These guys are the kings of salad,so head here if you’re into healthy foods and smoothies.

They also have a good range of sandwiches and curries, and you shouldn’t have to spend more than €6 if you don’t want to.


Best Hostels in Munich

Germany, Munich, Ferris Wheel

Smart Stay Hostel Munich City

Smart Stay Hostel Munich City is a great shout for travellers on a tight budget.

It’s only a couple of U-Bahn stops away from central Marienplatz, and it has bright, stylish, comfortable and clean rooms.

There’s a bit of a social scene here and you can join other travellers for a game of pool downstairs.

A bed shouldn’t cost you more than €15, depending on the time of year you book for.


Wombats City Hostel

Wombats City Hostel is one of the most popular hostels in Munich, thanks to its excellent amenities, outstanding cleanliness and perfect central location.

They are an open-minded bunch and won’t lock you out if you come home late!

Set up by travellers, these guys understand your requirements and have gone out of their way to create a fun social atmosphere.

Décor is minimal but attractive, beds are comfortable and you’ve even got a balcony to hang out on.

A bed will cost you in the region of €15 per night.


Best Travel Insurance for Germany

Germany, Freiburg, Trams

I wouldn’t dream of travelling anywhere without proper coverage and always recommend travel insurance from World Nomads which I’ve used during my time in the country and across the world.

World Nomads are actually one of the few companies that will insure you for a huge range of outdoor activities as standard – essential for a country like Germany.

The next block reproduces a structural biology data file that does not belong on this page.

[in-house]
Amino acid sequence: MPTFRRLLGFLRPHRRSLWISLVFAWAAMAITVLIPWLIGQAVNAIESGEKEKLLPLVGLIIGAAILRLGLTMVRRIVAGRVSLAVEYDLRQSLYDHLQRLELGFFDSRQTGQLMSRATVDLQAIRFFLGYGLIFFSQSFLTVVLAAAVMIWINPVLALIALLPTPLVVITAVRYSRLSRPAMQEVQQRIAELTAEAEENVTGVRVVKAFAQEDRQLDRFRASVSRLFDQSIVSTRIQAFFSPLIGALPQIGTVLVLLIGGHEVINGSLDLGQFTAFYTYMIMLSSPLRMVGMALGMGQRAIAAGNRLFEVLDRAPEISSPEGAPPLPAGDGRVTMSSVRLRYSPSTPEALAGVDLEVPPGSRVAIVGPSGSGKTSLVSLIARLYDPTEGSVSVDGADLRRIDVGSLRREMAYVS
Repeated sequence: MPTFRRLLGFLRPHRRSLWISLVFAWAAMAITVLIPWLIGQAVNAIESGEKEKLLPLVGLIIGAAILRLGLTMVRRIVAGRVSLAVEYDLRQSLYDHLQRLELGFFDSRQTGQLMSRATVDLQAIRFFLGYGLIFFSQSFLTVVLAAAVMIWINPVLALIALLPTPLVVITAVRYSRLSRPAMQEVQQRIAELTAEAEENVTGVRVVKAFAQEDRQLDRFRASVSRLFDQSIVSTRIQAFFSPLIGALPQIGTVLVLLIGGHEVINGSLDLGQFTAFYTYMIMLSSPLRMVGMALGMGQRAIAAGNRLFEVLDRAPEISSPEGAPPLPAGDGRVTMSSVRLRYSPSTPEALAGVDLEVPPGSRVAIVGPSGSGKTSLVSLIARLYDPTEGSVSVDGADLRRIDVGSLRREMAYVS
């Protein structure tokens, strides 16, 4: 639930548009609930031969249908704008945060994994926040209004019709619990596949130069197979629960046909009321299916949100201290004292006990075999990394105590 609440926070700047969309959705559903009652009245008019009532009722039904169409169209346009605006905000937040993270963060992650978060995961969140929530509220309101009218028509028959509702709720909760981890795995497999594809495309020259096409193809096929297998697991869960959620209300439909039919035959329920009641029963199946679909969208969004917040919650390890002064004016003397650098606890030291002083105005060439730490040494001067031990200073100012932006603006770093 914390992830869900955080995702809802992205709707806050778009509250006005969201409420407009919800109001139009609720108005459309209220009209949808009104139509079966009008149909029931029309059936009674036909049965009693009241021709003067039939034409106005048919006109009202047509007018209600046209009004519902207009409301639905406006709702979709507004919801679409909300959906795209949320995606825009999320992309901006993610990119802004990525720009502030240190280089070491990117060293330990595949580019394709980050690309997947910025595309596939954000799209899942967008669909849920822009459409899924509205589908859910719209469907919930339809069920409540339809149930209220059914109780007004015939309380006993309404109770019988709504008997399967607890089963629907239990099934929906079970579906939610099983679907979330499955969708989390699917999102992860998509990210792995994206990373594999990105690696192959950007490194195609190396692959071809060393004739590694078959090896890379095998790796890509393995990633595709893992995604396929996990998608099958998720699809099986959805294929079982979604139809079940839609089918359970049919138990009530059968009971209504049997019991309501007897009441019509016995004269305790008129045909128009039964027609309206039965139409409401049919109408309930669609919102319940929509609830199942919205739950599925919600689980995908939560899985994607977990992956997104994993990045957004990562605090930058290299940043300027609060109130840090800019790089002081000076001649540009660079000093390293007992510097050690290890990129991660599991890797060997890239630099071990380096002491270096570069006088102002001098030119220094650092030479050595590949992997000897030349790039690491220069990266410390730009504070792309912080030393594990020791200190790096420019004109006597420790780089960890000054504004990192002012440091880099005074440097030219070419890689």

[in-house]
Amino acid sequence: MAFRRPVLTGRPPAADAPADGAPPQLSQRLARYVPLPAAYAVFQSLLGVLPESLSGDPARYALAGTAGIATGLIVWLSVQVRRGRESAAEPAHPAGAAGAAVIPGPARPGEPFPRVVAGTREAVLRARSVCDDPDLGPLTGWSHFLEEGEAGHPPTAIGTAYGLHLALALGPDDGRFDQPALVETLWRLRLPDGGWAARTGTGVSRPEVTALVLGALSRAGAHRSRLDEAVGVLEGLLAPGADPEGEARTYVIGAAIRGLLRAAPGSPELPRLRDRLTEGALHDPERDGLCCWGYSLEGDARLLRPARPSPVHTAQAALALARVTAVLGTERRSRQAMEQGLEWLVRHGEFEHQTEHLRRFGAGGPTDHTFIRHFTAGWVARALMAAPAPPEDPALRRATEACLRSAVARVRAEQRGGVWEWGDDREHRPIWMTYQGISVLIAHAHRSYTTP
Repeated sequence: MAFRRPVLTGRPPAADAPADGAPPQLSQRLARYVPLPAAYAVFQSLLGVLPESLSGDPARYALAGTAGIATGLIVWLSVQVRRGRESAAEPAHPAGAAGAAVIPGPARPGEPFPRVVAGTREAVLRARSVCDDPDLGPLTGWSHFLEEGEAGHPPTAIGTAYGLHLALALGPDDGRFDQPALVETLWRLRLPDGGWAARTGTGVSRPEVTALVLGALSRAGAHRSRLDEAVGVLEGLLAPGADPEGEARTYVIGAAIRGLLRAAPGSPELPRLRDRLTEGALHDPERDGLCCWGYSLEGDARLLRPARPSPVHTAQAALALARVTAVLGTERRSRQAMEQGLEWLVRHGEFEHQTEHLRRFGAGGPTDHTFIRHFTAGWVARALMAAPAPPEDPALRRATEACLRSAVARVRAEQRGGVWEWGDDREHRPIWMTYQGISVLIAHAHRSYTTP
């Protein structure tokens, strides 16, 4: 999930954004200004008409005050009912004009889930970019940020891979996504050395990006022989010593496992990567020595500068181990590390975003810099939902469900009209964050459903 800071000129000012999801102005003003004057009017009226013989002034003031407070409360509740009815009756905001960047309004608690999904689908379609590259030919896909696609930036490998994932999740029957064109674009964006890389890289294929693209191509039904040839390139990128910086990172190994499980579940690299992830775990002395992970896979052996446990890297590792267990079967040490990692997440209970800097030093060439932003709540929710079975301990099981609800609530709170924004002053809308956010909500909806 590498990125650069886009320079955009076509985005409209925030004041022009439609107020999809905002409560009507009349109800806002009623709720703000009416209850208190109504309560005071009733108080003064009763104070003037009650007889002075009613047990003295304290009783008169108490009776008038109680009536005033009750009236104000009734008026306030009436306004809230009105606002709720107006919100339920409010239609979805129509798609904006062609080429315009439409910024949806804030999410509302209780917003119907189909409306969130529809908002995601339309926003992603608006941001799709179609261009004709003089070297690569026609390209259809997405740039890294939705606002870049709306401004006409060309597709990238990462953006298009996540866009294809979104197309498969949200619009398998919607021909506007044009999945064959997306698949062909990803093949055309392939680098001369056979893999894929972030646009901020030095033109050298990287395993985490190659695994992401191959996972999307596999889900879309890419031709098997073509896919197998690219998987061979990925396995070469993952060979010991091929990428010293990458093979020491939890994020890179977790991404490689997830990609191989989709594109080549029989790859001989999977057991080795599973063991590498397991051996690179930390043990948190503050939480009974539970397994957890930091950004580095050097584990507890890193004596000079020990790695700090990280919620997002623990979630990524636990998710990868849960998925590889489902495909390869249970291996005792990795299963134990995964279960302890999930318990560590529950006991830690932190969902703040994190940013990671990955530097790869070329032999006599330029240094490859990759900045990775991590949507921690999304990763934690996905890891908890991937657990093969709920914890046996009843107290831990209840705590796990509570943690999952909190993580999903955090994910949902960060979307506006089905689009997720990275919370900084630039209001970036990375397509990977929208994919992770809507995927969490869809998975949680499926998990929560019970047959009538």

Alternatively, if you’re a long-term traveller, digital nomad or frequent remote worker looking for travel insurance with Covid-19 cover, then look no further than Safetywing’s great Nomad Insurance policies. These guys will cover you at some seriously great prices, including if you have to quarantine!




Sam Ross runs the blog – a travel blog focused around the digital nomad lifestyle.

Over the past 3 years, he’s travelled to every continent, so writes on a broad range of countries, cities and destinations.


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About the Author

About the Author: Creator of Big World Small Pockets, Stephanie Parker is a budget travel addict! Originally from Jersey in the Channel Islands, Stephanie backpacks the world collecting tips, advice and stories, to share with a smile .

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There Are 6 Brilliant Comments

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  1. proxy says:

    Hi,I read your blogs named “Your Budget Travel Guide to Munich – Big World Small Pockets” like every week.Your writing style is witty, keep it up!

  2. David says:

    Hi Steph, spot on! We’ve been calling Munich our home for almost 7 years now, and with this post of yours we still discovered a couple of new cool spots.
    Well done! 😊

  3. Sarah says:

    I went to Munich for the Christmas markets and stopped at Dean and Davids everyday for a green machine!
    I wasn’t a budget traveller then but next time I go, I will take your advice on the hostels and the free things to do! 🙂